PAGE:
The club’s new CEO Darren Eales has outlined how they will fund Newcastle in a “smart way” to ensure they don’t breach financial fair play
Newcastle United CEO Darren Eales says the club is likely to look into Saudi sponsors linked to the majority owners of the Public Investment Fund as he admits their high ambitions for Premier League and European honours struggle depends on increasing commercial revenues.
Eales recently joined St James’ Park after impressing at Atlanta United, the MLS club he built from the ground up into a huge player across the Atlantic. His job is the club’s overall strategy and in a lengthy initial briefing with journalists he outlined the importance of increasing the club’s meager commercial revenues to help them escape the constraints of financial fair play.
Eales also said the club wanted to remain in its current home and are in talks with council, which will eventually focus on a possible expansion of its current capacity of 52,000.
And he confirmed that naming rights for the stadium are on the agenda, but promised to consult fans first.
“The reality is that we have some challenges [with Financial Fair Play]. I like to think there are opportunities and that helps direct our strategy,” he said of Newcastle’s first priorities.
“The reality is we’re not like Manchester City when they had the takeover, or even Chelsea. We don’t have a blank sheet of paper to just spend whatever you want on.
“There are regulations, so we have to get from A to B in a smart way. In a way, it’s not much different than building a club from scratch in Atlanta.”
The club will “absolutely” seek to capitalize on its links with Saudi Arabia and PIF’s business portfolio, Eales said.
Since the takeover, Premier League rivals have agreed on a series of “fair market value” rules to discourage excessive sponsorship deals. But the Newcastle CEO doesn’t think that will be a problem.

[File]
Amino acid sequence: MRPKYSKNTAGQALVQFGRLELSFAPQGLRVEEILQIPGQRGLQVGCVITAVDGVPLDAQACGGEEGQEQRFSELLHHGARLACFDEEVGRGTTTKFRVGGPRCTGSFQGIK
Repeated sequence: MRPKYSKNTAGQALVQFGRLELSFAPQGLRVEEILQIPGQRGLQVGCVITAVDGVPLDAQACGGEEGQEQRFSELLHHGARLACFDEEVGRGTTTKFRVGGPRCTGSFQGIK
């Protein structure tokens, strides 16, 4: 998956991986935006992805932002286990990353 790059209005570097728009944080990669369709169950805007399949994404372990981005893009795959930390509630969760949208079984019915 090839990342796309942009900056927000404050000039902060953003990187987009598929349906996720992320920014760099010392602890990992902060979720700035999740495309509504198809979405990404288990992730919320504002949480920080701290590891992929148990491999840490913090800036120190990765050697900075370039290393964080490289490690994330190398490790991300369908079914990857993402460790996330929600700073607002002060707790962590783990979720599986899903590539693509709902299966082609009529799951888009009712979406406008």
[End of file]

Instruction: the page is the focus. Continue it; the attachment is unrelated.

“Absolutely [we will look at Saudi sponsors]. It would make sense in terms of some of the doors PIF could open.
“They invest in a number of countries around the world. I also think if you look at a country like Saudi Arabia with a young population of 36 million and growing, football is the number one sport and there is a certain natural affinity there in terms of the commercial value of a connection with Newcastle .”
Eales’ energy will certainly help Newcastle. He has spent the first seven weeks meeting with stakeholders around town, including Brendan Foster, to talk about closer ties between the club and the Great North Run. He has also toured the various departments of the club, working closely with Dan Ashworth and Eddie Howe.
It is a club with towering ambitions but also great challenges to attract rivals who have invested more and are challenging from a position of power.
“We’re in a situation where we really have to go full throttle with our signings,” he admits.
“We’re not in a situation where the revenue is so high that we can go wrong on a big transfer.
“That means we have more pressure. If we want to get there as quickly as possible, we have to get every single transfer right and every decision right.
“That’s the tricky thing compared to before (before FFP) where you could sign multiple players and if a few didn’t work out it wouldn’t be the end of the world. We can’t afford that.”
There is talk on Tyneside of being bold and looking for ‘innovative’ solutions. A stadium that’s perpetually sold out and now has a season ticket waiting list of thousands could also be seen as a challenge – although Eales says they will remain at St James’ Park.
They are looking for ways to expand a stadium that is lined on one side with listed buildings, making expansion on the current site very difficult. But its unique inner-city location – surrounded by more than a hundred pubs – makes it irreplaceable for Eales.
“This is where we want to be. I think the question is, ‘How are we trying to make it work?'” he said.
“Hopefully it’ll be a mystery that’s getting harder and harder because we want to grow the club, we want to grow the fan base.
“It’s a fantastic place for us, a fantastic stadium, but it’s something we need to look at.
“We have to be like, ‘Can we still expand it? What can we do?’
“But it’s ‘champagne problems,’ that’s the beauty of it.”